In collaboration with Keck School of Medicine

Walking vs. Yoga: Which Helps Chronic Low Back Pain?

A person walking on a track with good shoes for exercise

Millions of people suffer from chronic low back pain. They are often looking for alternative or natural ways to get some relief. Two options that have been touted over the years are walking and doing yoga. While there have been studies that showed they were both beneficial, they were not sure which is more effective, until now.

A New Research Study on Chronic Low Back Pain

New study published in the August 2020 issue of the journal Medicine shares the results, with walking and yoga being compared in terms of helping people with chronic low back pain [1]. Researchers searched through six databases for controlled trials that fit the standards they have been looking for. They selected 31 trials that included 3,193 patients and had performed over a 10-year period from 2008 to 2018.

Once they had narrowed down the trials they were going to use, the researchers analyzed their data, quality, statistical analysis, and other factors. The goal was to find out which is more beneficial for chronic low back pain, walking or doing a mind-body exercise such as yoga. The results they found may surprise some people.

What the Research Study Found

The research showed that walking is an effective intervention for the short-term, and was superior when it came to benefits that lasted long-term. In comparison, a yoga program was more effective in the short-term, but not as effective for the long term. In other words, yoga provided people with temporary pain relief, but the effects didn’t last long. Walking, however, not only worked in the short-term, but people still experienced pain relief in the long-term too.

The researchers concluded that in light of both methods providing benefits, with one being superior in short-term benefits and the other in long-term, it would be a good idea to incorporate both. Those who have chronic low back pain can receive benefits of doing yoga and walking by creating one program where they do both throughout the week.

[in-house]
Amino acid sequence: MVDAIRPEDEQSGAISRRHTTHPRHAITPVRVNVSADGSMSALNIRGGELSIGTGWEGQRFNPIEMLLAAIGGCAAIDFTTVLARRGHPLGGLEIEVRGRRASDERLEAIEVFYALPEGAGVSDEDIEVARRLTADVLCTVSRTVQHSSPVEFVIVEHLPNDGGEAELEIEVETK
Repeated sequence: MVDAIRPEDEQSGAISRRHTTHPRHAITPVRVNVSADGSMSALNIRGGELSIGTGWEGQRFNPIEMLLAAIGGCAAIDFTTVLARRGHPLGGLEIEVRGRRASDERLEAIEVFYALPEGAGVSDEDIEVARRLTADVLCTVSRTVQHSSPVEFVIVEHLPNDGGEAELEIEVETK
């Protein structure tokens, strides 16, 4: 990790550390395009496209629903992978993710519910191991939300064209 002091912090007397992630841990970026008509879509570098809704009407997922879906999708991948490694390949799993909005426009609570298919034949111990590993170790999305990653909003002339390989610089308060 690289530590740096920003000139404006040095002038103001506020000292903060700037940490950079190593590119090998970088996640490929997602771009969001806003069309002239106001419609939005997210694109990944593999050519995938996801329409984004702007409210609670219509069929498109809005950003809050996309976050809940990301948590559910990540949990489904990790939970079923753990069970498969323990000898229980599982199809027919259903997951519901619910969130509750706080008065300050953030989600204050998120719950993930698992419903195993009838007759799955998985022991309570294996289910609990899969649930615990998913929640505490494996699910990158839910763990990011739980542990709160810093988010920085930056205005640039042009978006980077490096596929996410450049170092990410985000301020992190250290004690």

Starting a walking program is an easy first step in helping to reduce pain. Start small and build on it until you are walking at least 30 minutes per day. The only thing you need to start a walking program is a good pair of shoes, and you can head out the front door.

To add in yoga, you can either attend a yoga class in person, or you can pick up a $10 yoga mat and do it at home. There are many beginner yoga videos on YouTube for you and keep you going for quite a while. Start out with 10-minute sessions for introductions, and when you feel comfortable, you can increase the time.

USC’s Online, Competency-Based Pain Medicine Degree Programs

USC’s online degree program is suitable for health professionals from a wide variety of fields to increase their knowledge in pain medicine. Expand your skills today!


[1] Medicine. Effectiveness of walking versus mind-body therapies in chronic low back pain. August 2020.

The information and resources contained on this website are for informational purposes only and are not intended to assess, diagnose, or treat any medical and/or mental health disease or condition. The use of this website does not imply nor establish any type of provider-client relationship. Furthermore, the information obtained from this site should not be considered a substitute for a thorough medical and/or mental health evaluation by an appropriately credentialed and licensed professional. Commercial supporters are not involved in the content development or editorial process.

Pin It on Pinterest

Share This